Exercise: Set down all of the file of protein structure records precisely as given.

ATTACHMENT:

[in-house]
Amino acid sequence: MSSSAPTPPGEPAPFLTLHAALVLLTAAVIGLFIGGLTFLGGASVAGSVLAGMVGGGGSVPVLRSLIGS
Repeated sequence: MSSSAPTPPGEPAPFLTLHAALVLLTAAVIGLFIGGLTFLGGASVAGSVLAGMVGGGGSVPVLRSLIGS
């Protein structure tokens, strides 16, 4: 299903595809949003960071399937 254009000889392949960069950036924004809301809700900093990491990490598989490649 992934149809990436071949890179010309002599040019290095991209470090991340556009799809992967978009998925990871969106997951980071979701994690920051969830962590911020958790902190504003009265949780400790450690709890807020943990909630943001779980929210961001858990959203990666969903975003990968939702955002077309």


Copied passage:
[in-house]
Amino acid sequence: MSSSAPTPPGEPAPFLTLHAALVLLTAAVIGLFIGGLTFLGGASVAGSVLAGMVGGGGSVPVLRSLIGS
Repeated sequence: MSSSAPTPPGEPAPFLTLHAALVLLTAAVIGLFIGGLTFLGGASVAGSVLAGMVGGGGSVPVLRSLIGS
């Protein structure tokens, strides 16, 4: 299903595809949003960071399937 254009000889392949960069950036924004809301809700900093990491990490598989490649 992934149809990436071949890179010309002599040019290095991209470090991340556009799809992967978009998925990871969106997951980071979701994690920051969830962590911020958790902190504003009265949780400790450690709890807020943990909630943001779980929210961001858990959203990666969903975003990968939702955002077309």